In a home, curtains are like air filters. They gather dust, pollen and mould spores from the air that flows between windows and the interior of the home. They also absorb moisture, harbour odours – including cooking smells and cigarette smoke – and attract pet fur and dander, germs and even insects.
Together, all these factors can make your curtains filthy and unsightly. Potentially, they can also lead to serious health problems.
Bacteria on curtains
A number of studies have revealed that potentially dangerous bacteria can live and thrive on curtain fabric, spreading to people who touch the curtains. For example, these bacteria include the notorious methicillin-resistant Staphylococcus aureus.
While these studies focused mainly on curtains in clinical settings, the same principles apply in the home. Especially in bedrooms, people tend to draw their curtains every morning and evening. The result? Plenty of opportunities to transfer potentially harmful bacteria.
Viruses on curtains
Curtain fabric may even be contaminated with certain viruses that live long enough outside a human host to infect someone who touches the fabric. For example, the Norovirus, which causes stomach flu, can live for up to 12 days on contaminated curtain fabric.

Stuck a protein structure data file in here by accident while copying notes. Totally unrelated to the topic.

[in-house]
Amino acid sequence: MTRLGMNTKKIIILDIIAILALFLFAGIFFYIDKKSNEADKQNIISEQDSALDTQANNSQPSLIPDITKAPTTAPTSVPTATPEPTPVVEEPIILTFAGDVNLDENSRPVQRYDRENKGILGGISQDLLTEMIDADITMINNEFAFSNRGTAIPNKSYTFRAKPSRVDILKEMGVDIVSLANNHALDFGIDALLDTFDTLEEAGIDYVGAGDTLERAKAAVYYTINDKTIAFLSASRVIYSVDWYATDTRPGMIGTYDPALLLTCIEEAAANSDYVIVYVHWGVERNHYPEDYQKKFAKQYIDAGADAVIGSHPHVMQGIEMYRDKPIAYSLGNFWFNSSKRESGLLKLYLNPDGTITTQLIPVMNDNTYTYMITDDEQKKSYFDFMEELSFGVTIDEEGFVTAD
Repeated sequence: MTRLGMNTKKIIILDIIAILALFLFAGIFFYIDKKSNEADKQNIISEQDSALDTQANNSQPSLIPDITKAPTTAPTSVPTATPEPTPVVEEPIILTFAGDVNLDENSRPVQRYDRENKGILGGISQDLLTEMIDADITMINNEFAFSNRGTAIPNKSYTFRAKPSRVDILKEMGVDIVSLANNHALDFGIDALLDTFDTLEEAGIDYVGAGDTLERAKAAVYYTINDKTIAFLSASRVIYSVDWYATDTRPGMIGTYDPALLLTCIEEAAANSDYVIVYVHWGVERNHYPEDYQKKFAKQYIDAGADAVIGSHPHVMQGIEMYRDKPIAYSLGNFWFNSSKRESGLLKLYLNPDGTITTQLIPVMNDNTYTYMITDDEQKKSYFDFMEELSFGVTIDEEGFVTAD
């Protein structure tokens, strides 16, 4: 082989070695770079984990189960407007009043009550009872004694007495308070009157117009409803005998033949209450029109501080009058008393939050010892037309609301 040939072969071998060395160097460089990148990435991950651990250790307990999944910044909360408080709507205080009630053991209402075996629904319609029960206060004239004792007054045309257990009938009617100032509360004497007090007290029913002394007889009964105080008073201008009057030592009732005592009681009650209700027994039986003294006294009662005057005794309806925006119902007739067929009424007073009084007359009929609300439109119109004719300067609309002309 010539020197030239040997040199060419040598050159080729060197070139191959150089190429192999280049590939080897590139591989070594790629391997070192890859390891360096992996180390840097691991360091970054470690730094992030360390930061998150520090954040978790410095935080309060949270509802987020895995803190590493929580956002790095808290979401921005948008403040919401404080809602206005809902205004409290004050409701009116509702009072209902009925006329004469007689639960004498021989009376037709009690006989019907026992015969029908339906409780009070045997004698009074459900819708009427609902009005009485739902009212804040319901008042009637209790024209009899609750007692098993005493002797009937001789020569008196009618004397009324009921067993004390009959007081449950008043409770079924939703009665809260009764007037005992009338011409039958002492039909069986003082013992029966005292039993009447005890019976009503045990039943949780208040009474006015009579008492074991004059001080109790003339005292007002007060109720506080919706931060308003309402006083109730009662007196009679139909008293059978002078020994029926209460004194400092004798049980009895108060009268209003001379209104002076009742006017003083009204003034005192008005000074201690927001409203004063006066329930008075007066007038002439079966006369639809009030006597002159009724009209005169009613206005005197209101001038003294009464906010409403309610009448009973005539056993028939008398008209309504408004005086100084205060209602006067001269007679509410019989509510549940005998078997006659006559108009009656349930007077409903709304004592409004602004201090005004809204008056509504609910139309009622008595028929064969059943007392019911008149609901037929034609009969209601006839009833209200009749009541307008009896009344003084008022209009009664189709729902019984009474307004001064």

Mould on curtains
Mould doesn’t need light or air to reproduce and thrives in damp, dark places – making the wet Cape winters an optimal time for mould growth. If mould reproduces in an enclosed space, serious health problems, such as allergic reactions and even death, can result.
Synthetic fabrics are generally resistant to mould growth, but silk, wool, cotton and linen can all act as hosts. Look out for a thin layer of white, black or bluish-green fuzz or speckles on the fabric.
Exposure to mould can occur through skin contact, ingestion or inhalation of spores into the respiratory tract. Children, the elderly and people who have compromised immune systems are all highly susceptible to health problems caused by mould. Conditions such as asthma, pneumonia, sinusitis, headaches, skin rashes, bloody nose, chronic fatigue and an upset stomach can be caused by exposure to non-toxic mould. Toxic mound exposure can result in cancer, internal bleeding, emphysema and both kidney and liver failure.
Regular curtain cleaning
The only way to help prevent your curtains from becoming a potential health hazard is to ensure that they’re regularly cleaned. Ideally, aim to have your curtains professionally cleaned a couple of times a year, or more if you have small children or live in an area subject to high levels of pollution.